JOURNEY TO JUSTICE
March 18, 2013
Each year, on Ash Wednesday, Catholic clergy, religious and lay people who pray the daily Prayer of the Church read the assigned Scripture from Isaiah 58 that speaks about fasting that is pleasing to God. The prophet Isaiah says, "Is not this the fast that I choose, to loose the bonds of injustice, to undo the thongs of the yoke, to let the oppressed go free."
This year on Ash Wednesday in Edmonton these biblical words came to life at the public launch of the 2013 Development and Peace (CCODP) Share Lent campaign.
Archbishop Richard Smith of Edmonton, president of the Canadian Conference of Catholic Bishops, joined with Archbishop Ricardo Barreto from Peru to launch the 2013 Development and Peace Share Lent campaign.
Barreto is president of the Faith and Solidarity Commission of the Latin American Bishops' Conference and former president of the Peruvian bishops' Social Action Commission, a CCODP-funded partner organization.
Baretto spoke of the struggles of the residents of La Oroya, a city of about 35,000 people in his archdiocese. La Oroya is close by an industrial smelter that for many years was run by an international mining company with few environmental controls. The people living nearby became seriously ill because of high levels of heavy metals accumulating in their blood.
CONFRONT THE COPORATION
Barreto spoke of helping to lead his people to call the corporation and government into full accountability and to change the dangerous industrial practices associated with the smelter. The Latin American Bishops Conference at its 2007 conference in Aparecida, Brazil, reflected on similar accounts of extractive industries from across Latin America, and spoke of "an irrational exploitation that leaves a trail of destruction, even death, throughout our region."
Barreto's presentation helped to set a context for a better understanding of CCODP's approach to international development assistance, and for CCODP's recent public advocacy campaigns.
Over this past year, CCODP has been actively encouraging Canadian Catholics to participate in a public debate about recent changes to the funding priorities and development approaches of the Canadian International Development Agency (CIDA) announced by Julian Fantino, the minister responsible for CIDA.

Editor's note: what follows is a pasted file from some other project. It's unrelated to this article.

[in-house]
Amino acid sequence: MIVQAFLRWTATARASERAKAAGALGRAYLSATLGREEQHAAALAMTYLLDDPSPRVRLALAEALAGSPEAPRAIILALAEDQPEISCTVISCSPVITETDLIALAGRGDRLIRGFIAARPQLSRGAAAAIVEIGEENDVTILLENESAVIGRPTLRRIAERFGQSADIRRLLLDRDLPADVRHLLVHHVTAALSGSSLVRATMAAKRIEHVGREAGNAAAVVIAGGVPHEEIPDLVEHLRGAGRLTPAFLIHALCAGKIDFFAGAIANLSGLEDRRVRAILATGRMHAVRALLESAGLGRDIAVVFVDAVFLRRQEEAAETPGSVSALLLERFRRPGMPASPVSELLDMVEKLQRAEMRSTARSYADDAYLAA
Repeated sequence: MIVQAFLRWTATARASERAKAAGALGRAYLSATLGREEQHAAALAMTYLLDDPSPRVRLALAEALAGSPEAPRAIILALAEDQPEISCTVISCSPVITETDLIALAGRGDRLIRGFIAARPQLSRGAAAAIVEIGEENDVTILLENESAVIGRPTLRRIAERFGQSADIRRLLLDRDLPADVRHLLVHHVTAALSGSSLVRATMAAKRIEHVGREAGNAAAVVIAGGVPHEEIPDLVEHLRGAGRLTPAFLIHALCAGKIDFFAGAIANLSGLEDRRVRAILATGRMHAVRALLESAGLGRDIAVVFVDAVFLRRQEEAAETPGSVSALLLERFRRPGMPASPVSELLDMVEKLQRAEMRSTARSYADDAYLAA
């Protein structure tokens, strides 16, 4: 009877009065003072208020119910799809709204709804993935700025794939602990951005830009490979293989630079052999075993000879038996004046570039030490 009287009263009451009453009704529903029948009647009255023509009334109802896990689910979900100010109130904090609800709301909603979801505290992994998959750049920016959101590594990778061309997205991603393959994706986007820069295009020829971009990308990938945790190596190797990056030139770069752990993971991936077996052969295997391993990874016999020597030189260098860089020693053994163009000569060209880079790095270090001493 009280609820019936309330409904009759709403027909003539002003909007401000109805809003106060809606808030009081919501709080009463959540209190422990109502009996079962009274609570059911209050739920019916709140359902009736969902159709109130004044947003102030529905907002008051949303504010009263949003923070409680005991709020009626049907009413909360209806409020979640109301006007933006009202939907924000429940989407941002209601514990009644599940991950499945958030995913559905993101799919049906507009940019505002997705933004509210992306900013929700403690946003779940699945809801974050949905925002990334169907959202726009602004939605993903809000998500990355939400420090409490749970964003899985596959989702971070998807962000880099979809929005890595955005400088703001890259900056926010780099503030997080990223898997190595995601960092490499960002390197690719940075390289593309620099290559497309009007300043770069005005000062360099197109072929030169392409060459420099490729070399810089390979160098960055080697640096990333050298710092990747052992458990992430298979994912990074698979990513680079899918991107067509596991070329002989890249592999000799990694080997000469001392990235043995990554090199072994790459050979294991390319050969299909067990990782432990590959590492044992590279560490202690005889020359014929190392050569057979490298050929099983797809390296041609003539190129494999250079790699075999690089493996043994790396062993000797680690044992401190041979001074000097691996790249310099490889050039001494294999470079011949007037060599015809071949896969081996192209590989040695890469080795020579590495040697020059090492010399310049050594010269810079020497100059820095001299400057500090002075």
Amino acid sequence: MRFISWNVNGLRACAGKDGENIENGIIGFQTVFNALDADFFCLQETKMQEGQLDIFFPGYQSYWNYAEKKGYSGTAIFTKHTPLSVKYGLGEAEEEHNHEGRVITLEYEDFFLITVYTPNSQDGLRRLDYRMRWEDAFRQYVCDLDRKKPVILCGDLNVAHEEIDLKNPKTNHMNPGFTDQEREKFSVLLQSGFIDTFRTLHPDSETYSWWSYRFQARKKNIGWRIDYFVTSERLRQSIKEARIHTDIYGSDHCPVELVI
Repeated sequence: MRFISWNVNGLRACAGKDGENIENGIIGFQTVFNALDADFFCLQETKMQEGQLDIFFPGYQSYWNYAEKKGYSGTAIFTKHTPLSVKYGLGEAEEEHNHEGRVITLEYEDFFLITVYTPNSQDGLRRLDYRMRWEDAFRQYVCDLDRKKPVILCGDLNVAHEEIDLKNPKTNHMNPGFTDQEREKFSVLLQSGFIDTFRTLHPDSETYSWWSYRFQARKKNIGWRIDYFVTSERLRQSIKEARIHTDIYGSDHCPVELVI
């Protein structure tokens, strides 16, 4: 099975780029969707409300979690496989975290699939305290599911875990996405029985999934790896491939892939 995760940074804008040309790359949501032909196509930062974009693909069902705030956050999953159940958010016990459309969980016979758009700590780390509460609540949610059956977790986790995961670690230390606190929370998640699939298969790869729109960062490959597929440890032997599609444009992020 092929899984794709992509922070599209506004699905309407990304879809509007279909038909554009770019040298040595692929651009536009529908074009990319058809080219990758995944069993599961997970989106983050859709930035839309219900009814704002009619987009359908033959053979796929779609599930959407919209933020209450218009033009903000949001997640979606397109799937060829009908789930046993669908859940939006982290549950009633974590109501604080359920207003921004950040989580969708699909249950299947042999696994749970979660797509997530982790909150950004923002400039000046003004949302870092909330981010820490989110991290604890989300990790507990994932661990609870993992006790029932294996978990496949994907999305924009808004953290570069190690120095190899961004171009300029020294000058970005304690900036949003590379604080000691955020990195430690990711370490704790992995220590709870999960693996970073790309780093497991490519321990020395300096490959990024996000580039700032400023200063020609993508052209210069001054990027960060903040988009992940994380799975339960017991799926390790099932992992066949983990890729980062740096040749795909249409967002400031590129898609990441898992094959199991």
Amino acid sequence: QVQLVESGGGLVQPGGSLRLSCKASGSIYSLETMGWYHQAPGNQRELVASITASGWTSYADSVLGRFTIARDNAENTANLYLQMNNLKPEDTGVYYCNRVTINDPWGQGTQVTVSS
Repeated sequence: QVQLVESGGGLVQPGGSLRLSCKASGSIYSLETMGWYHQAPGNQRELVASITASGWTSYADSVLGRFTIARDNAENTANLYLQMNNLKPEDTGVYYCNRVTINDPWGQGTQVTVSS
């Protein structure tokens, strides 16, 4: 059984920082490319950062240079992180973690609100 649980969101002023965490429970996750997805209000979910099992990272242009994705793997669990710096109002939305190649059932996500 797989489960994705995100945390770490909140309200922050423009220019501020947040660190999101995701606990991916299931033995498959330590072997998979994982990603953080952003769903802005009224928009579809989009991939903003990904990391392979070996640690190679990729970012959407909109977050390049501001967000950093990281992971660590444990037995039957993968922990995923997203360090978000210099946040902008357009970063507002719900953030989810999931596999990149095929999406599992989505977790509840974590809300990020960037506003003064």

Fantino speaks of reducing CIDA funds to non-profit, non-governmental organizations (NGOs) in order to increase CIDA funding for for-profit corporations operating in developing countries.
Facing criticisms that in these policy and funding shifts CIDA was moving away from its core mandate of policy reduction, Fantino responded in a Globe and Mail interview: "I find it very strange that people would not support Canadian investments to also promote Canadian values, Canadian businesses, the Canadian economy. . . . This is Canadian money and Canadians are entitled to derive a benefit."
Fantino sees this new CIDA approach being realized in the mining industry. He identifies mining as especially significant because "Canadian companies . . . account for almost half of the mining activities in the world."
In this approach, charitable NGOs are invited to partner with mining companies, governments and local communities to work together for the success of specific mining projects in developing countries. Some major Canadian NGOs have signed on with these new CIDA mining projects.
CCODP has taken a different approach in its funded projects.
In La Oroya, in Barreto's archdiocese, CCODP helped to fund the social agencies of the Peruvian bishops and other community groups to organize the local people whose health had been damaged by heavy metal poisoning from the nearby smelter, and to assist and support these local groups working with their Church leaders in holding the government and the mining company to public accountability and to demand changes in industrial and environmental practices.
The Latin American bishops' Justice and Solidarity Commission calls for citizens' movements in wealthy nations to stand in "solidarity and support with southern communities and peoples," and for episcopal conferences in the U.S., Canada and Europe to dialogue with them "about the extractives industries and the mission of the Church."
This message is very much part of the ongoing work of CCODP. I think Isaiah would see this very much as an appropriate Lenten spiritual practice pleasing to God.
(Bob McKeon: email@example.com)
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